3. Electron gun: The electron gun is a device that generates and focuses the electron beam. It typically consists of a cathode, a control grid, and a series of anodes and lenses that help to shape and focus the beam.
  4. Deflection system: The deflection system consists of one or more pairs of charged plates or coils that deflect the electron beam to produce the desired image on the screen.
  5. Fluorescent screen: The fluorescent screen is a coating of a material that emits light when struck by electrons. It is usually located at the end of the tube opposite the electron gun and deflection system.
  6. Vacuum pump: A vacuum pump is used to create and maintain a low-pressure environment inside the CRT, typically around $10^{-6}$ torr. This prevents the electrons from colliding with gas molecules in the tube and disrupting the electron beam.

These components work together to produce the characteristic electron beam and display images on the fluorescent screen.

Working of Cathode ray tube

The working of a cathode ray tube (CRT) involves several steps, as follows:

  1. Electrons are emitted from the cathode: When a voltage is applied to the cathode, it heats up and emits electrons. These electrons are negatively charged and are attracted to the positively charged anode.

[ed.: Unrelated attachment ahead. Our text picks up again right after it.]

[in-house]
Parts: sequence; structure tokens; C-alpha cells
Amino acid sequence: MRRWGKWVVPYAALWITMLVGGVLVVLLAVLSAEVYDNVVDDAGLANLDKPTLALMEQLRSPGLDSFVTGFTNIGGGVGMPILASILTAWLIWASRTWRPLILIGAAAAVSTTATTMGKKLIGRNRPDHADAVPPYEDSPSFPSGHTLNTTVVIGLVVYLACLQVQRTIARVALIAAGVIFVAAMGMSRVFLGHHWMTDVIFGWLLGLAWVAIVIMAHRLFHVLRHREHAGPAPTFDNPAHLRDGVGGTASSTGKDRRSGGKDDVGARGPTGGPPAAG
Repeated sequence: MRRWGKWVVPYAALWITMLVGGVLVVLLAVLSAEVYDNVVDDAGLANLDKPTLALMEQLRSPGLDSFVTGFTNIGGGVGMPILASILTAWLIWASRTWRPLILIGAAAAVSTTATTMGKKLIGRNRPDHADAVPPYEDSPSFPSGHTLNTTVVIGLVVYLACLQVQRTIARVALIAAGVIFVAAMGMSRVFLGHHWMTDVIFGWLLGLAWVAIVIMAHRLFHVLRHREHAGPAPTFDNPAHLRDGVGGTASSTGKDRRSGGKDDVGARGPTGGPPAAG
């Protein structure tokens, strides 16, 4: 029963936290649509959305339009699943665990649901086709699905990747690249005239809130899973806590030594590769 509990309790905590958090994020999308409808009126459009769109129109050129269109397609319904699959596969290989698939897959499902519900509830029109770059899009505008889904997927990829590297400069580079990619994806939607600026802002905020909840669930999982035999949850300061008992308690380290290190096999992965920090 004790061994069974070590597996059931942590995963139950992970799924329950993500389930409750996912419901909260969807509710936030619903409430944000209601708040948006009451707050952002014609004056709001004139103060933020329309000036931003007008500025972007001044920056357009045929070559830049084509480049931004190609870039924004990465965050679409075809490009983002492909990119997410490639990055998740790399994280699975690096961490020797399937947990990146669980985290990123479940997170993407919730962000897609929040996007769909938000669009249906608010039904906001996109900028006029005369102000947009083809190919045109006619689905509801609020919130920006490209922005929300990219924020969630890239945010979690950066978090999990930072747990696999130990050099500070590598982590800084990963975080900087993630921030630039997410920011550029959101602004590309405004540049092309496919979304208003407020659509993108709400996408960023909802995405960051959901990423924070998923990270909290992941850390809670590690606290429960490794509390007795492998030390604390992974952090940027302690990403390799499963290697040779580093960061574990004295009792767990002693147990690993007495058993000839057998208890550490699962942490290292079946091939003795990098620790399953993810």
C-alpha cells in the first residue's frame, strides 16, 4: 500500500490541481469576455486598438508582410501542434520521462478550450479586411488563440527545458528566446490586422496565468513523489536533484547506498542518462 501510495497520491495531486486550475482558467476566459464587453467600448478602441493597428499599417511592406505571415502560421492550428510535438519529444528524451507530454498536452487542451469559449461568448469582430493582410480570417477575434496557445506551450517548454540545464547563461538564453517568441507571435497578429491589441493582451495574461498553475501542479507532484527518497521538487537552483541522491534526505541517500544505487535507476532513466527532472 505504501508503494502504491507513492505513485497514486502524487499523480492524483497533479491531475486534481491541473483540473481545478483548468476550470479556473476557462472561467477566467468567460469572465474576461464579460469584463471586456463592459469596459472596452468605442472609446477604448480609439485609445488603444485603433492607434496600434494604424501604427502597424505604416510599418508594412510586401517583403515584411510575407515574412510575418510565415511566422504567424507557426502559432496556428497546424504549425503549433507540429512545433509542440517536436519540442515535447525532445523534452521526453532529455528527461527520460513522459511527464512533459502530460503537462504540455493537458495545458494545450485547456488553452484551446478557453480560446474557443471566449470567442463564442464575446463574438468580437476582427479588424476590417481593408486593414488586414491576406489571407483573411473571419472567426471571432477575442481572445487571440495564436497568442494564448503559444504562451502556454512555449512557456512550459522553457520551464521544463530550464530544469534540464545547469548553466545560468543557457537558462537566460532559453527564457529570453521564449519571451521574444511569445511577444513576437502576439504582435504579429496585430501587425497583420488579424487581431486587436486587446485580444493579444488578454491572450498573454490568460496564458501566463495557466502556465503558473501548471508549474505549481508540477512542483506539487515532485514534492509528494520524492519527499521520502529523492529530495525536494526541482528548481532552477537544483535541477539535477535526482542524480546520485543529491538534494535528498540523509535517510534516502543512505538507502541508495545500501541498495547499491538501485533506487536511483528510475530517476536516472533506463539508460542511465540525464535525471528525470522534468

2. Electrons are accelerated by the anode: The anode is a positively charged electrode that attracts the negatively charged electrons emitted by the cathode. As the electrons are accelerated toward the anode, they gain kinetic energy.
  3. Electrons are focused by the electron gun: The electron gun consists of a series of anodes and lenses that help to shape and focus the electron beam. This beam of electrons is directed toward the fluorescent screen.
  4. Electrons are deflected by the deflection system: The deflection system consists of charged plates or coils that produce electric or magnetic fields that deflect the electron beam. By varying the strength and direction of these fields, the electron beam can be scanned across the screen to produce an image.
  5. Electrons strike the fluorescent screen: The fluorescent screen is coated with a material that emits light when struck by electrons. When the electrons in the beam strike the screen, they produce light that can be seen as an image.

Overall, the working of a cathode ray tube is based on the interaction between charged particles and electric or magnetic fields. By controlling the direction and strength of these fields, it is possible to produce and manipulate the electron beam and display images on the fluorescent screen.

Properties of cathode rays

Cathode rays are streams of electrons that are emitted from the cathode in a cathode ray tube. These electrons possess several properties, including:

  1. They are negatively charged: Cathode rays are composed of negatively charged electrons, which are fundamental particles of matter.